HKUST Automated dimensional quality assurance of full-scale precast concrete elements using laser scanning and BIM Journal 09/2016 Kim, M.-K., Wang, Q., Park, J.-W., Cheng, J.C.P., Chang, C.-C., and Sohn, H. This study presents a quality inspection technique for full-scale precast concrete elements using laser scanning and building information modeling (BIM). In today's construction industry, there is an increasing demand for modularization of prefabricated components and control of their dimensional quality during the fabrication and assembly stages. To meet these needs, this study develops a non-contact dimensional quality assurance (DQA) technique that automatically and precisely assesses the key quality criteria of full-scale precast concrete elements. First, a new coordinate transformation algorithm is developed taking into account the scales and complexities of real precast slabs so that the DQA technique can be fully automated. Second, a geometry matching method based on the Principal Component Analysis (PCA), which relates the as-built model constructed from the point cloud data to the corresponding as-designed BIM model, is utilized for precise dimension estimations of the actual precast slab. Third, an edge and corner extraction algorithm is advanced to tackle issues encountered in unexpected conditions, i.e. large incident angles and external steel bars being located near the edge of precast concrete elements. Lastly, a BIM-assisted storage and delivery approach for the obtained DQA data is proposed so that all relevant project stakeholders can share and update DQA data through the manufacture and assembly stages of the project. The applicability of the proposed DQA technique is validated through field tests on two full-scale precast slabs, and the associated implementation issues are discussed. Field test results reveal that the proposed DQA technique can achieve a measurement accuracy of around 3.0 mm for dimension and position estimations. Link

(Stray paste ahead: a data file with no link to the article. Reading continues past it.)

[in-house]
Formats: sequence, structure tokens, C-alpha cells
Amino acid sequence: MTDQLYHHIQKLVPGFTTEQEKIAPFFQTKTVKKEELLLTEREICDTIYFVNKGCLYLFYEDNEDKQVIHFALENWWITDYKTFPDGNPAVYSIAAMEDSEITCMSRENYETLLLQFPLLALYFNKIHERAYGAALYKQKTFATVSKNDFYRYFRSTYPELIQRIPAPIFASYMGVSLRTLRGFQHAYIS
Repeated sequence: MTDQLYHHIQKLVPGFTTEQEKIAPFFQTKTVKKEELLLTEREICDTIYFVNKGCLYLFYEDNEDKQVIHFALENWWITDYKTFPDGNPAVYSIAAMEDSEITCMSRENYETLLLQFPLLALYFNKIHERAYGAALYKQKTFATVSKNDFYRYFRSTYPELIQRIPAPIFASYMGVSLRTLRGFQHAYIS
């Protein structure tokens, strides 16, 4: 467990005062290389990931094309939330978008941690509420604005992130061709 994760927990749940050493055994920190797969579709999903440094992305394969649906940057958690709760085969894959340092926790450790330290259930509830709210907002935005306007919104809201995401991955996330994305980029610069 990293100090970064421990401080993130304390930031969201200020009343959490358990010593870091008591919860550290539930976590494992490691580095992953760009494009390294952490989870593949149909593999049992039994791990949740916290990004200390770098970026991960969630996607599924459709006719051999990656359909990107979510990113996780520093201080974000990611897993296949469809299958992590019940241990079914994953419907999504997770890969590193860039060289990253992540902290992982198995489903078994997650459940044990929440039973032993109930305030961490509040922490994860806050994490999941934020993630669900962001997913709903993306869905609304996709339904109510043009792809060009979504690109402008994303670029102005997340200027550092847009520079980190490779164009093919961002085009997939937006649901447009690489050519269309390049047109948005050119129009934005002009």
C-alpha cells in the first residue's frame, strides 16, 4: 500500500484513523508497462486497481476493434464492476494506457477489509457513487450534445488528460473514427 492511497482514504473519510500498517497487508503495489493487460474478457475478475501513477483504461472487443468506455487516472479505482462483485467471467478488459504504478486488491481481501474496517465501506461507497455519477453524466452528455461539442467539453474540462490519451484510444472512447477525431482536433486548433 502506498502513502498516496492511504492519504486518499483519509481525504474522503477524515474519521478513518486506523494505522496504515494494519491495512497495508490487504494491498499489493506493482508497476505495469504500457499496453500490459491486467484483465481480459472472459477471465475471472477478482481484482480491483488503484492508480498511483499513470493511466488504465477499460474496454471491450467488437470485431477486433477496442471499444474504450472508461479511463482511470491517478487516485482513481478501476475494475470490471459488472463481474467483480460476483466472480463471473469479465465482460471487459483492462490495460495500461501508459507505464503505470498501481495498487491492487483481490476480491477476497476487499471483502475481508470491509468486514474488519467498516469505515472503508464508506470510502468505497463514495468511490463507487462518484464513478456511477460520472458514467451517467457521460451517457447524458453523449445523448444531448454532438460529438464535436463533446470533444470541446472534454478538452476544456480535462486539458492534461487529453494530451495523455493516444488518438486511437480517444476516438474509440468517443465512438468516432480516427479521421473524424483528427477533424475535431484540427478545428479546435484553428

HKUST A BIM-based automated site layout planning framework for congested construction sites Journal 08/2015 Kumar, S., and Cheng, J.C.P. Site layout planning is often performed on construction sites to find the best arrangement of temporary facilities so that transportation distances of on-site personnel and equipment are minimized. It could be achieved by creating dynamic layout models, which capture the changing requirements of construction sites. However, formulating such models is extremely tedious because it requires much manual data input and changes to design and construction plans are manually updated by layout planners. This study presents an automated framework of creating dynamic site layout models by utilizing information from BIM. The A* algorithm is used in conjunction with genetic algorithms to develop an optimization framework that considers the actual travel paths of on-site personnel and equipment. To address the space limitation on site, our model optimizes the dimensions of facilities and also considers interior storage within buildings under construction. A case example is demonstrated to validate this framework and shows a 13.5% reduction in total travel distance compared with conventional methods. Link